It’s only about ten minutes of this before you spot the ad. It’s a picture of a pig on a spit being braised over hot coals with the words “Hot Times!” advertised beneath – no animation, no flair, it’s an ad that nobody would notice or even remember in the neverending sea of Golden Mile spam. You’re looking for it, though, and you know what it means. You duck into the next little cafe and sit at an open table in the back. The place is well lit Japanese sushi place with buzzing fluorescent light and decorated with cheap vinyl faux-wood veneers and imitation paper screens. You recognize the name – some chain called Magic Fish that’s been trying to get a foothold in Hong Kong for the past decade, with moderate success. You’re not really here to eat, anyway, but you order some tea to avoid arousing the suspicion of the dull-eyed teenagers behind the counter. They’ll bring it, but they aren’t rushing. Suits you.

Chun Fa shows up a couple minutes later. He’s a heavyset Chinese man with a face like a dumpling – round, flabby, and glistening as though coated in oil. His hair is a tight little copse of curly black positioned on the very top of his head with the sides shaved away, like he’s maintaining some kind of game preserve up there for whatever could survive in his heavy oiled do. He smiles, making his face undulate into a kind of cheap knock-off of the laughing Buddha. “You look sick. Eat something, my treat.”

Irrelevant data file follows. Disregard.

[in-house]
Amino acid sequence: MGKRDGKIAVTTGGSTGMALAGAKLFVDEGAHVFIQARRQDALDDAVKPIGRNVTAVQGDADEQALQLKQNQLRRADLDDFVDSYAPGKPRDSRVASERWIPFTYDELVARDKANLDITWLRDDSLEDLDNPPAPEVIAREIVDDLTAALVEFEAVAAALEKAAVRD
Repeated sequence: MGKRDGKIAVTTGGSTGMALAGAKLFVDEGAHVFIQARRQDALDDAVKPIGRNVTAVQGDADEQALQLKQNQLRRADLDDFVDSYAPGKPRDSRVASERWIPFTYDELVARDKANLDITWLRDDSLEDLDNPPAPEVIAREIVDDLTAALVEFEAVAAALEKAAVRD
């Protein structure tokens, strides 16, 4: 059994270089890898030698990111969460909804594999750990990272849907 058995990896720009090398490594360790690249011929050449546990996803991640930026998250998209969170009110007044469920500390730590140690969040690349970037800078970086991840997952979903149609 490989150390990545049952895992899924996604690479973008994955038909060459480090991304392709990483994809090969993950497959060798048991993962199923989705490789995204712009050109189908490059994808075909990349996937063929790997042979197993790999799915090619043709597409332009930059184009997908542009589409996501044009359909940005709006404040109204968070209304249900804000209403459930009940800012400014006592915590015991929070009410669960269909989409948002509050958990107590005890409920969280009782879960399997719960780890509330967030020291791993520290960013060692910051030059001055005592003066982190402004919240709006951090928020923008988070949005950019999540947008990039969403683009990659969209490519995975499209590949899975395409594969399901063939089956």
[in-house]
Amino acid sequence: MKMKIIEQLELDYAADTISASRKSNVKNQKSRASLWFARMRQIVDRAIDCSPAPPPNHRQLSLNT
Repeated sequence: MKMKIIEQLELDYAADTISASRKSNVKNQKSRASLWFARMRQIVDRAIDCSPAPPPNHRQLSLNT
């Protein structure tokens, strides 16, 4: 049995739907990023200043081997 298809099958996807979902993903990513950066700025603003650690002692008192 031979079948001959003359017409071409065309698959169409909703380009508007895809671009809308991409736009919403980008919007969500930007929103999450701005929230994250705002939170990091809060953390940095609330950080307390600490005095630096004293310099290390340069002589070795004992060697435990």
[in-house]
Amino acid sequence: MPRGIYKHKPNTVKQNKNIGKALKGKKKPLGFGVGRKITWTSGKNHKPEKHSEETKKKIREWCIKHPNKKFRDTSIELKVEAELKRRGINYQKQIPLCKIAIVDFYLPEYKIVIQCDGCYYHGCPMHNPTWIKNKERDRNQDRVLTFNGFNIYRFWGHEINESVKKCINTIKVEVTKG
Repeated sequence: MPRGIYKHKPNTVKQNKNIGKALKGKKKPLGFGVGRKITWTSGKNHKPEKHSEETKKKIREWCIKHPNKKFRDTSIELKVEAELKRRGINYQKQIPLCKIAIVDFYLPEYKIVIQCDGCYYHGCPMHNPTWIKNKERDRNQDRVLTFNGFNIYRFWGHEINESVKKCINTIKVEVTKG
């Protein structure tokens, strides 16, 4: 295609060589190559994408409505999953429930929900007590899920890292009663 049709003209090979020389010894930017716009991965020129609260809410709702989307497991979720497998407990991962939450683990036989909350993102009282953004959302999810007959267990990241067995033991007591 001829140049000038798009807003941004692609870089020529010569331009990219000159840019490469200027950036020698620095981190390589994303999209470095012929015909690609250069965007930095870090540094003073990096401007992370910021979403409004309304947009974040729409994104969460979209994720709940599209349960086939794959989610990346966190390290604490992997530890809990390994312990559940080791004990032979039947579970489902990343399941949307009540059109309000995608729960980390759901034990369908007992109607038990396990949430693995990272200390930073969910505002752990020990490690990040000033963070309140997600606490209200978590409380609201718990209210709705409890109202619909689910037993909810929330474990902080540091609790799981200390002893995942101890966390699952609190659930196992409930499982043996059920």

“I don’t eat this crap.” You mean to be sullen, but it’s hard not to smile at Chun Fa, so you do. “How you been?”

“Better than you.” He grabs his belly with both hands and shakes it so it jiggles. “I eat. Hey, got something for you.”

“About time. You’ve been too busy eating and not busy enough getting me work.”

Chun Fa shrugs. “You have no face, my friend. No guanxi. Hard to get you work when most of your work is somewhere else.” You’re about to protest, but he cuts you off. “Please, I mean no offense. Besides, I have something – no small job, either. Big work – pull it off, and you gain a lot of face, make the right connections for even bigger work later. Okay?”

The rest is small talk. After a sensible period, Chun Fa leaves. You stay and wait for Mr. Johnson, who shows up just about the same time as you get your tea. He is thin where Chun Fa is fat, his face is pointed and narrow, like a knife. He is older than you and probably older than Chun Fa, but beyond that it’s hard to place his age. He’s wearing a western suit, which itself means nothing – this guy screams ‘Triad’, but you have no idea which one.

He slides a memory chip across the table to you beneath a napkin and starts talking. “There is a ship that will be docking in Victoria Harbor in three days, called the Aleutian Sunrise. This ship is not to reach the dock.”

“A hijacking?”

A quick shake of the head and a cruel grin is the answer. “You will sink it. In Victoria Harbor, where everyone will see.”

You do your best not to whistle – a tough job, very dangerous, very complicated. “Pay?”

“Ten thousand for a retainer, fifteen upon completion. Plus, we will pay market rate for any cargo you recover from the ship prior to its destruction.”

Cargo – that meant illicit goods, obviously. This wasn’t a ship full of car parts and women’s underwear. These guys – whoever they are – are pretty pissed off at some smugglers and want to make a public example of them. You and your team are the implement of that example, and you’re getting paid peanuts for the privilege. “Okay, Mr. Johnson – let’s talk turkey…”